The delta wave subsided quickly in Japan

However, the “potentially revolutionary theory” of professor Ituro Inoue from the National Institute of Genetics has not yet been confirmed, and the researcher himself notes that there is no evidence that similar mutations also take place in other countries – it follows from an article posted on Thursday on the Japan Times website.

As late as August, Delta was spreading on a large scale in Japan, and the country recorded record balances of new infections, exceeding 20,000. cases per day. Currently, there are fewer than 200 infections a day. The curve has plunged much faster than other developed countries that are still facing a pandemic relapse.

Seeking an explanation, the researchers point out that Japan has one of the highest vaccination rates in the developed world, with more than three-quarters of the population already taking two doses. Japanese society is also used to the rules of distancing and wearing masks – writes the “Japan Times”.

However, Inoue believes that mutations in the Delta variant lead to “natural extinction”. According to the researcher, the virus spreading in Japan has accumulated too many mutations in the nsp14 protein responsible for removing genetic errors, which means that it cannot reproduce.

“The Delta variant in Japan was very contagious and allowed no other variants. But we believe that when the mutations accumulated, it eventually became a defective virus and could not make copies of itself. Given that the numbers of infections are not rising, we think that at some point in the course of these mutations (the virus) started moving towards extinction. “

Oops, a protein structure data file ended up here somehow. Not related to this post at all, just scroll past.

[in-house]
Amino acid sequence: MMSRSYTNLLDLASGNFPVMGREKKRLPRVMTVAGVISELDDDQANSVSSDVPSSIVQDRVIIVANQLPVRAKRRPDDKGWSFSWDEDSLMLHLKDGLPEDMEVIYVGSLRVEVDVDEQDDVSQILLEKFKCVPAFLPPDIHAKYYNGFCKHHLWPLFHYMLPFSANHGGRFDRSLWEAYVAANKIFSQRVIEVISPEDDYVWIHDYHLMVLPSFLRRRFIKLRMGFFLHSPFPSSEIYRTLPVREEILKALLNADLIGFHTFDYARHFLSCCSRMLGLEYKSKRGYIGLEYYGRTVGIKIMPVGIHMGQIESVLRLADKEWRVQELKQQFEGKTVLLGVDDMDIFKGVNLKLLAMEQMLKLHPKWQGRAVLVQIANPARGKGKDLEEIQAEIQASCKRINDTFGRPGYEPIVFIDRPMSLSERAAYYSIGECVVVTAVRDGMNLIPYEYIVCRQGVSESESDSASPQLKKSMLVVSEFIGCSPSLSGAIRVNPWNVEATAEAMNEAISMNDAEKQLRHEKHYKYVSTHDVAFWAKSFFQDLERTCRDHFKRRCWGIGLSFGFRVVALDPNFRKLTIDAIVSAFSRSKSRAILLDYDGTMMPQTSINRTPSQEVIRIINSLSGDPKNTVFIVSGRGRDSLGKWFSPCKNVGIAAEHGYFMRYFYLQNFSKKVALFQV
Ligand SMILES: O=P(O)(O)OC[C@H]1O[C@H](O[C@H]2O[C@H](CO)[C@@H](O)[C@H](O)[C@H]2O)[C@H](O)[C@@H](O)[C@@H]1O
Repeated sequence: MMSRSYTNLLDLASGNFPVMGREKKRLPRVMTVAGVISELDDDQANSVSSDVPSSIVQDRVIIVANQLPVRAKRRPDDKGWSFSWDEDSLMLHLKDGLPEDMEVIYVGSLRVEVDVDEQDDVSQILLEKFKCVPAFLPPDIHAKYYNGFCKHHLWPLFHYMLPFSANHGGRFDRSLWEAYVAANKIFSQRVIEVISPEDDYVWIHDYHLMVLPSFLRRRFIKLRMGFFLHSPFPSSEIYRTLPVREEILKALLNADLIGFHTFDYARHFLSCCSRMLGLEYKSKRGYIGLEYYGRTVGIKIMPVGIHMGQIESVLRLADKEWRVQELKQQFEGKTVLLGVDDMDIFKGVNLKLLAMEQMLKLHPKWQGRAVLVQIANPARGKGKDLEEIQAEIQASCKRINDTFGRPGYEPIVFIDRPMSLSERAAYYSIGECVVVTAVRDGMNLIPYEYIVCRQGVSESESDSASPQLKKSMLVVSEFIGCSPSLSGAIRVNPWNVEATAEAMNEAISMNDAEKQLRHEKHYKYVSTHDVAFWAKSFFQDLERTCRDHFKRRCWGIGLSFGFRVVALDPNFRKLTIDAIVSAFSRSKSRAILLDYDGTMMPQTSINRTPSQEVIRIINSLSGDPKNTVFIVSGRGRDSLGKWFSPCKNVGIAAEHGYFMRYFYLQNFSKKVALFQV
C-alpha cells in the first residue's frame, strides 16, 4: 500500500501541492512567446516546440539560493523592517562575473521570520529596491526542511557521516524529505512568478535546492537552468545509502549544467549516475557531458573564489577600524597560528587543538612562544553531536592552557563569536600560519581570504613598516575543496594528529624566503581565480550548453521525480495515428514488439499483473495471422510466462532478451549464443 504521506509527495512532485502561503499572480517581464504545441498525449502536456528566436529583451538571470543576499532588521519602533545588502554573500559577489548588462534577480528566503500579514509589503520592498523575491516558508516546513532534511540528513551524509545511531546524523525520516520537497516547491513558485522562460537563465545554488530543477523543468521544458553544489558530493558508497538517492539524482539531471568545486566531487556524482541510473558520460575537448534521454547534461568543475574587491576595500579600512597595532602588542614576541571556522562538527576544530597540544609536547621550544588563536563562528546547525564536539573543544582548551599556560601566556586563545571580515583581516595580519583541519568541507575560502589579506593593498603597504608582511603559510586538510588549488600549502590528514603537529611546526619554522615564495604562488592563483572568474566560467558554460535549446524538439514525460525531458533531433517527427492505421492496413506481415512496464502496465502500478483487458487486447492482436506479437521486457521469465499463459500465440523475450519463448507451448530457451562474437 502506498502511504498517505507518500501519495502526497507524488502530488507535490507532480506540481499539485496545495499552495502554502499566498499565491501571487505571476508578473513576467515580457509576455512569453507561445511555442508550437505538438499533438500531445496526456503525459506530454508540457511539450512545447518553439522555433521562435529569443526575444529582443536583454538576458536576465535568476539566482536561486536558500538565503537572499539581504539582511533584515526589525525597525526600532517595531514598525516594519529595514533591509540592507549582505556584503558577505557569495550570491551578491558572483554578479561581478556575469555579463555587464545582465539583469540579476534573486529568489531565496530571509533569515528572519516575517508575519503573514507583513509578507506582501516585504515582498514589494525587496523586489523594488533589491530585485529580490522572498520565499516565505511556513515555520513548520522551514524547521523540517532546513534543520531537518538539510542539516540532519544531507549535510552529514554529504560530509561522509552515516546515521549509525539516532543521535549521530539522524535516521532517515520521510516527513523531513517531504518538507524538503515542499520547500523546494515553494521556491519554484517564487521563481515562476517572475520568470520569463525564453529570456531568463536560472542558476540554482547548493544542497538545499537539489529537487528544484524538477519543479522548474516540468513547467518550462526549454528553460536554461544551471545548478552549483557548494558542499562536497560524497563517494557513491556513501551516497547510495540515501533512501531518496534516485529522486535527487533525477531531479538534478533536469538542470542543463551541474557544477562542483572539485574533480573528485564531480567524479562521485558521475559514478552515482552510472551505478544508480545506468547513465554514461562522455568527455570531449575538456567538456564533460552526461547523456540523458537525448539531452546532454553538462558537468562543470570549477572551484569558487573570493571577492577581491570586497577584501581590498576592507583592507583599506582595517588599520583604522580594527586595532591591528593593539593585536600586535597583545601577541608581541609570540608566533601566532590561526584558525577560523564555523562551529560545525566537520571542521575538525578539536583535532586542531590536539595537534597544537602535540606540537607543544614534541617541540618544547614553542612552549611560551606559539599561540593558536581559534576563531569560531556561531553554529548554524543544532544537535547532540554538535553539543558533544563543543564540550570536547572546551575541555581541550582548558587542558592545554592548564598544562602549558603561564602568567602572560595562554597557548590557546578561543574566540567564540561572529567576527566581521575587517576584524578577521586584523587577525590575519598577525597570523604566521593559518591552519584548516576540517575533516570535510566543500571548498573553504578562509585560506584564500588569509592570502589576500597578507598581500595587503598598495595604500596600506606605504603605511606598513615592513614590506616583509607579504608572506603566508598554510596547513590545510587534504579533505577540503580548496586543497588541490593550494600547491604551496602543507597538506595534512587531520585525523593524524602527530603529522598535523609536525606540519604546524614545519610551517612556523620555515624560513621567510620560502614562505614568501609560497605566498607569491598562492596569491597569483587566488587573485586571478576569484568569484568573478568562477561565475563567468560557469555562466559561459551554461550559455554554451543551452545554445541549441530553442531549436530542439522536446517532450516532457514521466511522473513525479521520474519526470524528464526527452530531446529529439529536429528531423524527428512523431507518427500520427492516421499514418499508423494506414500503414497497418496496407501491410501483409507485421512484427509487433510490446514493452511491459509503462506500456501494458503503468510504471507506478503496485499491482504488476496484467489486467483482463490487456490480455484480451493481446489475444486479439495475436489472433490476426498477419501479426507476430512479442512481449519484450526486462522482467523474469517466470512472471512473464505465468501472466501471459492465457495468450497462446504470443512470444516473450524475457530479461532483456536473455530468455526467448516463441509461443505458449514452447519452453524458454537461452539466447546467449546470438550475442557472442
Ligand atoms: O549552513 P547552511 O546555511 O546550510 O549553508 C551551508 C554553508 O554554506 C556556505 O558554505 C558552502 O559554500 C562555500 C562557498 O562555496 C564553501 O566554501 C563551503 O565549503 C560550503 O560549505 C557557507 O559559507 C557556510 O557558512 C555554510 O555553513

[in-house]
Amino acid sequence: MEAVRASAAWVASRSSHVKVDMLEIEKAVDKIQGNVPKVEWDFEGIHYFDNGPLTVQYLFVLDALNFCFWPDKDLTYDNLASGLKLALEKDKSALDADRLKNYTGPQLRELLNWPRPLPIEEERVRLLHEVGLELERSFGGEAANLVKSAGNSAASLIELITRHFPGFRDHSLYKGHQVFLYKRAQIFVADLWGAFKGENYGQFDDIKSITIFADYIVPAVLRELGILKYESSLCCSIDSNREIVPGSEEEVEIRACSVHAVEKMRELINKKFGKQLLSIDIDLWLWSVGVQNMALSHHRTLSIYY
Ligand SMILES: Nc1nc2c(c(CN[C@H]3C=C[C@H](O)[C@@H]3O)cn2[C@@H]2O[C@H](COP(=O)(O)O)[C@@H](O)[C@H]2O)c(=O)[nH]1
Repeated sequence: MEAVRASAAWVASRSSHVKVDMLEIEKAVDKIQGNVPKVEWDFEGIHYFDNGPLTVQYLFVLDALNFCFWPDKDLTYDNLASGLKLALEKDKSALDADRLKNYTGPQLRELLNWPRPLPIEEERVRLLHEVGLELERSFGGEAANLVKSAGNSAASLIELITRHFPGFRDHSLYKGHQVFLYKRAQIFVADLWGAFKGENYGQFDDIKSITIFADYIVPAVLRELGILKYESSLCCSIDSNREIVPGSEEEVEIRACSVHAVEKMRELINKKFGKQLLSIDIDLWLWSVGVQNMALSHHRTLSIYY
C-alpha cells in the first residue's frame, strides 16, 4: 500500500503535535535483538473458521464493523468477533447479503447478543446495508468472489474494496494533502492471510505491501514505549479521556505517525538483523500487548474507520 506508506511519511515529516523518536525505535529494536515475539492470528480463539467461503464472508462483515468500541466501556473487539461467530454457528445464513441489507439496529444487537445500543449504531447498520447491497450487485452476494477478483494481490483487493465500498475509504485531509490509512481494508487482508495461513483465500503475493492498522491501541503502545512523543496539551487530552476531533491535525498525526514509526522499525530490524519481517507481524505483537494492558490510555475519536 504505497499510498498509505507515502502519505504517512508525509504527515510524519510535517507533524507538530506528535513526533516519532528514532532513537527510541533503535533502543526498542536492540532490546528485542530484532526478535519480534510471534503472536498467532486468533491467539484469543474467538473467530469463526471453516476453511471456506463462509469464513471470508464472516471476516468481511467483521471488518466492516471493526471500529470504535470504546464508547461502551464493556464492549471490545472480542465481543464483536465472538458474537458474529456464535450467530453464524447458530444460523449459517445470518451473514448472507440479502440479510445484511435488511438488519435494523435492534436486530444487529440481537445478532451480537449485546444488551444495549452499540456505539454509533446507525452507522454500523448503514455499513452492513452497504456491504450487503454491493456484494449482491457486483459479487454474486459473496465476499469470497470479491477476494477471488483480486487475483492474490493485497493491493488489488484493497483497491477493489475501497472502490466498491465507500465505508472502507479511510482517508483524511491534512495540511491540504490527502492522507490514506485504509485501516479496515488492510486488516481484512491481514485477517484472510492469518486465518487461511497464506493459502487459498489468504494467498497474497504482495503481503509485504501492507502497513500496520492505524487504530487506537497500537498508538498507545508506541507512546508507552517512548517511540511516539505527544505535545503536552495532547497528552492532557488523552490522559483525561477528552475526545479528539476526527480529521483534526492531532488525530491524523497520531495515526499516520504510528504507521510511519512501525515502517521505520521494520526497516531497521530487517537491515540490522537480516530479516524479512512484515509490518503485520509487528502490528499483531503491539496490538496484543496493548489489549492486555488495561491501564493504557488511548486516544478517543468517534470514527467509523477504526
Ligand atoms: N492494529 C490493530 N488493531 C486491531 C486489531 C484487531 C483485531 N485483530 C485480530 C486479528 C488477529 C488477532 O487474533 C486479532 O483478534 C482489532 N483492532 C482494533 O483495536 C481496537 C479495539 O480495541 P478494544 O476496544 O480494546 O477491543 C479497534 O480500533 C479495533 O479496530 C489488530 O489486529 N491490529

– assessed Inoue.

According to the researcher, there is a chance that the virus will also mutate in this direction in other parts of the world. “The odds are not zero, but this (assumption) seems too optimistic for now, as we haven’t found any evidence yet, although we looked at data from other countries.” – he pointed out.

In this context, the “Japan Times” mentions studies which show that among Asians more often than in Europe or Africa, there is an enzyme that attacks RNA viruses such as SARS-CoV-2. However, Inoue does not believe that the described mutations of the Delta variant in Japan are due to the specific genetic characteristics of the Japanese.

Unrelated to Inoue’s research, professor Takeshi Urano from the Faculty of Medicine at Shimane University estimated that damage to the nsp14 protein could significantly reduce the possibility of coronavirus replication and could be responsible for the sudden decline in the number of infections in Japan. In his opinion, research is also underway on the use of agents targeting this protein in the treatment of Covid-19.

Source: PAP,

About Banner Leon

Videogames entered his life in the late '80s, at the time of the first meeting with Super Mario Bros, and even today they make it a permanent part, after almost 30 years. Pros and defects: he manages to finish Super Mario Bros in less than 5 minutes but he has never finished Final Fight with a credit ... he's still trying.

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